Briefly explain the main conclusions that can be drawn from Taylor's theory of Scientific Management and critically evaluate the implications for contemporary management practice.
Frederick Taylor was the father of scientific management. The ideas were instrumental in redefining the roles of workers and management, and leading to huge increases in production efficiency. Taylor developed the theory in the early 20th century and the entire concept is based on systems and procedures which still have strong implications especially regarding increase in efficiency and organizing work in systematic ways. The paper will look at the concept of the theory in detail, and evaluate these profound implications for the contemporary management practice.
Frederick Taylor developed the theory of Scientific Management in Midvale Steel Company in Pennsylvania. It is important to understand what Taylor saw at Midvale that aroused his determination to improve efficiency in the plant. At the time, there were no clear concepts of worker and management responsibilities. Virtually no effective work standards existed. Workers purposely worked at a slow pace. Management decisions were of the "seat-of-the-pants" nature, based on hunch and intuition. Workers were placed on jobs with little or no concern for matching their abilities and aptitudes with the tasks they were required to do (Wreg, 1974). Most important, management and workers considered themselves to be in continual conflict. Rather than cooperating to their mutual benefit, they perceived their relationship as a zero-sum game - any gain by one would be at the expense of another (Wilson, 2008).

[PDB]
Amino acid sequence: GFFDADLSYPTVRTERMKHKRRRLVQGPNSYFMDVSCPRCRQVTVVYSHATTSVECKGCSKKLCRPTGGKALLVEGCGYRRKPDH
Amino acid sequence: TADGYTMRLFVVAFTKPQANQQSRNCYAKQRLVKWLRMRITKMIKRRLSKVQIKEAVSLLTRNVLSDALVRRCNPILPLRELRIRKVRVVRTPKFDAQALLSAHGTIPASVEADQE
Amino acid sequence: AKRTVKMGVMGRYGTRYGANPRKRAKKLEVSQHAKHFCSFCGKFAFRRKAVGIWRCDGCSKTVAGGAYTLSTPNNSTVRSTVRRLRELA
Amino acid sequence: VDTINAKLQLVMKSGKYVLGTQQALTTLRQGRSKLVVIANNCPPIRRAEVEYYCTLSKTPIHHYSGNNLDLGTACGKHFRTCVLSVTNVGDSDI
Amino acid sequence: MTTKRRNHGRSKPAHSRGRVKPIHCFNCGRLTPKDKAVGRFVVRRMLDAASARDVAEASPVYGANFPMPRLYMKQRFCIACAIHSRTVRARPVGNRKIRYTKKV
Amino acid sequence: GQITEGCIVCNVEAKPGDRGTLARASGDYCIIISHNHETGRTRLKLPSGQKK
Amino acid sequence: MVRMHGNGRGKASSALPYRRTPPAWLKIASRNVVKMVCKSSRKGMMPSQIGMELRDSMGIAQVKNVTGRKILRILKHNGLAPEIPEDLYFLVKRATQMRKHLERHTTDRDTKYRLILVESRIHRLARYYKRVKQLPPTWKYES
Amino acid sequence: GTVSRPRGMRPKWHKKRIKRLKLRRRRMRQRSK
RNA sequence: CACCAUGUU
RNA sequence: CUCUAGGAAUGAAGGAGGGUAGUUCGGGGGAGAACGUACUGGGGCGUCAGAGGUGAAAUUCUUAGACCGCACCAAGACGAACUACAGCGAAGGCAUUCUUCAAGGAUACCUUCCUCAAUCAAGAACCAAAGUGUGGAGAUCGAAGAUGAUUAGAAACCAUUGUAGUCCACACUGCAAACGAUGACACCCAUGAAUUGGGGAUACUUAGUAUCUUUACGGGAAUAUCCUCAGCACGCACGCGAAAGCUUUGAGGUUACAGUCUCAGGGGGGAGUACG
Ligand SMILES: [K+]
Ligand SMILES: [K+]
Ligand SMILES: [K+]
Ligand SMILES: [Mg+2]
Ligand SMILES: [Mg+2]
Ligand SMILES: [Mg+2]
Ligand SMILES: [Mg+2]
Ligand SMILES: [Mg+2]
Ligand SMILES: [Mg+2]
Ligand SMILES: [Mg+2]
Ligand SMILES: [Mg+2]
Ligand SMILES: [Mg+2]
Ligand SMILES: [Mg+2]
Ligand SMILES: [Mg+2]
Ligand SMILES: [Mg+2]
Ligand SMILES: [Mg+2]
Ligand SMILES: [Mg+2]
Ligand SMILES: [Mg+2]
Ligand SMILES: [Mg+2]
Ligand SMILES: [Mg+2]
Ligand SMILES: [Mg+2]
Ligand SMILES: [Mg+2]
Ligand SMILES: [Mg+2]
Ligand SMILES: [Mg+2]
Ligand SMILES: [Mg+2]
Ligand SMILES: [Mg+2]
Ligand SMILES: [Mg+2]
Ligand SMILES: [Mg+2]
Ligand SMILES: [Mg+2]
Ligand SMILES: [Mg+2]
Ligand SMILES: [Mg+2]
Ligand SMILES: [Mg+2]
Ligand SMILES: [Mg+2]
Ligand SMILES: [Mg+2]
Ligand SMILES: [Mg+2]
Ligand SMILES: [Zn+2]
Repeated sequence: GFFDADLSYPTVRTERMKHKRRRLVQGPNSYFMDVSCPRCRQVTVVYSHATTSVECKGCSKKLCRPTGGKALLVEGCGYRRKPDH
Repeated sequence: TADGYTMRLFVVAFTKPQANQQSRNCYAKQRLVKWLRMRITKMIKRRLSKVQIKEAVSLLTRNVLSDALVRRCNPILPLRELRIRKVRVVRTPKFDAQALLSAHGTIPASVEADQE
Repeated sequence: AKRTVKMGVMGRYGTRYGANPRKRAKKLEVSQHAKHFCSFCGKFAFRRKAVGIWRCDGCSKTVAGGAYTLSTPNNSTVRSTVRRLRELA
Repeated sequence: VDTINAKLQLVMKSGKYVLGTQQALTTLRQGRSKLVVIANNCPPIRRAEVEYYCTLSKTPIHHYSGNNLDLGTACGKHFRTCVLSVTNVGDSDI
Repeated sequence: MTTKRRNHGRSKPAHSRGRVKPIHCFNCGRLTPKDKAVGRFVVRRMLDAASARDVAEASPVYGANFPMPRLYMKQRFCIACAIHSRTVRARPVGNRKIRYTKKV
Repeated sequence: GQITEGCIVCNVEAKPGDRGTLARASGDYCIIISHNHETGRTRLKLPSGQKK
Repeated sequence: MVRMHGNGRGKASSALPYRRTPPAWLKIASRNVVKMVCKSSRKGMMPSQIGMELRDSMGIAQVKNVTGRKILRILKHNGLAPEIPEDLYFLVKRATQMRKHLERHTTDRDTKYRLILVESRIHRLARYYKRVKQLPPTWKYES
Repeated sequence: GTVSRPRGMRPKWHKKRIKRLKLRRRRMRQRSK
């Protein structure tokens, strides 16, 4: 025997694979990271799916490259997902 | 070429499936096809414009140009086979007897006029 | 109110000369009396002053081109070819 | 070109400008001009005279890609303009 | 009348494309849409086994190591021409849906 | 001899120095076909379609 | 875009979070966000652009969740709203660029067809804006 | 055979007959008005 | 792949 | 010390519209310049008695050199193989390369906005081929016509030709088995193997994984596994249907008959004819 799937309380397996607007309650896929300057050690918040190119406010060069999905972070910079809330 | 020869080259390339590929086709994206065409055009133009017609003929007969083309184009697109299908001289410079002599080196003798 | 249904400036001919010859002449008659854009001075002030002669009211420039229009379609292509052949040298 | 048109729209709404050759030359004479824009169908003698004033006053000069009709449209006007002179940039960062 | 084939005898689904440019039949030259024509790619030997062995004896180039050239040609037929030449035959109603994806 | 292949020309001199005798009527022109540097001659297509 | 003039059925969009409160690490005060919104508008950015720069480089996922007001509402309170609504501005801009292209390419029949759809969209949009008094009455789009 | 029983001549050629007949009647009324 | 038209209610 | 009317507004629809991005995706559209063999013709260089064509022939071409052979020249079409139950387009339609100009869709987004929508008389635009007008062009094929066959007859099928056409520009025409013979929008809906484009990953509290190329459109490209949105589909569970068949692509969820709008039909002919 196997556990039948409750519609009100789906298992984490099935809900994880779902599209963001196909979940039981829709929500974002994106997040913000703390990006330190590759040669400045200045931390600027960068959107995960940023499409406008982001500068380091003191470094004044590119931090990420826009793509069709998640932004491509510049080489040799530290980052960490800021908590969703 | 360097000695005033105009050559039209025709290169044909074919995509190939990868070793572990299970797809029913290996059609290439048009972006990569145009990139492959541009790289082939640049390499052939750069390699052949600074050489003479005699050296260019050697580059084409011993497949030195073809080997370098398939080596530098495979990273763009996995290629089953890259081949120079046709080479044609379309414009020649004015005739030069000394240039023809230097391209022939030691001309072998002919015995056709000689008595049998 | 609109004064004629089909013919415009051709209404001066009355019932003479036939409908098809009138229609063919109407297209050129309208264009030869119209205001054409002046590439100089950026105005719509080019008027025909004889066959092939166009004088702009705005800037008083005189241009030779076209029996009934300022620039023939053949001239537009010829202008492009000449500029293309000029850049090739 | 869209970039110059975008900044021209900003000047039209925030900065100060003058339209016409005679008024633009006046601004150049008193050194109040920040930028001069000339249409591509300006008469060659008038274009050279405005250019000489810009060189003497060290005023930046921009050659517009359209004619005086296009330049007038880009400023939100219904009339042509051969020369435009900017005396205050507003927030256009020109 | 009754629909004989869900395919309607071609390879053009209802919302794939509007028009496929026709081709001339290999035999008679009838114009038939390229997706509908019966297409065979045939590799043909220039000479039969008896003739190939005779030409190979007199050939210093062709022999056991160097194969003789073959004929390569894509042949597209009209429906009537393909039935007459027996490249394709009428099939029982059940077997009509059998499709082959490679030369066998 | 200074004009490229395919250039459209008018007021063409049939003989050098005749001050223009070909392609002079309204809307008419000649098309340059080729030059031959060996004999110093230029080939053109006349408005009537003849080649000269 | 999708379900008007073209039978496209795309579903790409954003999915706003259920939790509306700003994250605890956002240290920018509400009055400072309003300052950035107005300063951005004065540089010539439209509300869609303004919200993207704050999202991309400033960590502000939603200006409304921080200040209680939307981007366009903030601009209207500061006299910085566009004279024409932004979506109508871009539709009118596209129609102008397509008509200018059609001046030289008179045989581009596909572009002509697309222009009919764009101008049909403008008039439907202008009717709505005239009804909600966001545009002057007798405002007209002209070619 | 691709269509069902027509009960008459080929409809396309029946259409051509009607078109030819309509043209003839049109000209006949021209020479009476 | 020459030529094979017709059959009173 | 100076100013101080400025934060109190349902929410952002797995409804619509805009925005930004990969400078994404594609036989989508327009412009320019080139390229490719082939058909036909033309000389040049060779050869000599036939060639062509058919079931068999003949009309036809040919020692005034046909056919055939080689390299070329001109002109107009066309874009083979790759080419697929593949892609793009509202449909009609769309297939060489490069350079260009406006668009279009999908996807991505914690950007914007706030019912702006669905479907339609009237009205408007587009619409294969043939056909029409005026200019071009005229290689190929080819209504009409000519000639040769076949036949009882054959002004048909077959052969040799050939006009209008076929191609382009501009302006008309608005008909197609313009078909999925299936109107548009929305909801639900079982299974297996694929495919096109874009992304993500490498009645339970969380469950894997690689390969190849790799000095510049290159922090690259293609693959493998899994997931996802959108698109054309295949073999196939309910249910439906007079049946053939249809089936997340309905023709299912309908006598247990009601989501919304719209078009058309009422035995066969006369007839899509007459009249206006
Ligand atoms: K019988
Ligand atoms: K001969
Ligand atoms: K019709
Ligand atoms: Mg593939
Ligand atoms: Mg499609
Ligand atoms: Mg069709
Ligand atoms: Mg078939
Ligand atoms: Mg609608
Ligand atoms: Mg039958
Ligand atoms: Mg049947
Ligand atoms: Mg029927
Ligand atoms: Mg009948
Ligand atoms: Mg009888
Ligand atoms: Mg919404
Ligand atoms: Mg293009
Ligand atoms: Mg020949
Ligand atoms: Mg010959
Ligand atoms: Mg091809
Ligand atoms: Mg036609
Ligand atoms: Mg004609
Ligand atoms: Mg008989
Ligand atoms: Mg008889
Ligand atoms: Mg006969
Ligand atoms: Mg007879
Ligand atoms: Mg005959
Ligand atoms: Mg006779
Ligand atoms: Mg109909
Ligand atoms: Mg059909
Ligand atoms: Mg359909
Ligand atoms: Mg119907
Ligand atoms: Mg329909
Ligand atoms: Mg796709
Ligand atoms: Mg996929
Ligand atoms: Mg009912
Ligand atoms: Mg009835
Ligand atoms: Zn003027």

Taylor sought to create a mental revolution among the workers and management by defining clear guidelines for improving production efficiency.
Taylor defined four principles of management: (1) Develop a science for each element of an individual work, which replaces the old rule-of-thumb method; (2) Scientifically select and then train, teach and develop the worker; (3) Heartily cooperate with the workers so as to ensure that all work is done in accordance with the principles of the science that has been developed (Wreg and Stotka, 1978); (4) Divide work and responsibility almost equally between management and workers. Management takes over all work for which it is better suited than the workers (Daft, 2007).
Taylor argued that following these principles would result in the prosperity of both management and workers. That is, workers would earn more pay and management more profits (Drucker, 2008).
Using scientific management techniques, Taylor was able to define the one best way for doing each job. Taylor could then, after selecting the right people for the job, train them to do it precisely in this one best way. To motivate workers, Taylor favored incentive wage plans. Overall, Taylor achieved consistent improvements in productivity in the range of managers to plan and control and that of workers to perform as they were instructed.
We can not overlook Taylor's work. Taylor gave many public lectures to convey scientific management to interested industrialists. Between 1901 and 1911, at least eighteen firms adopted some variants of scientific management (Drucker, 2008). In 1908, the Harvard Business School declared Taylor's approach the standard for management and adopted it as the core around which courses were to be organized. This gave the U.S. manufacturing companies a competitive advantage over foreign firms that made U.
S. manufacturing efficiency the envy of the world - at least for 50 years or so (Robbins, 2008).
Based on the concept and formulation of the scientific management theory, Taylor's scientific management had three main contributions that basically shaped up the modern business: systematic work, compensation, and personnel selection and training (Locke, 1982).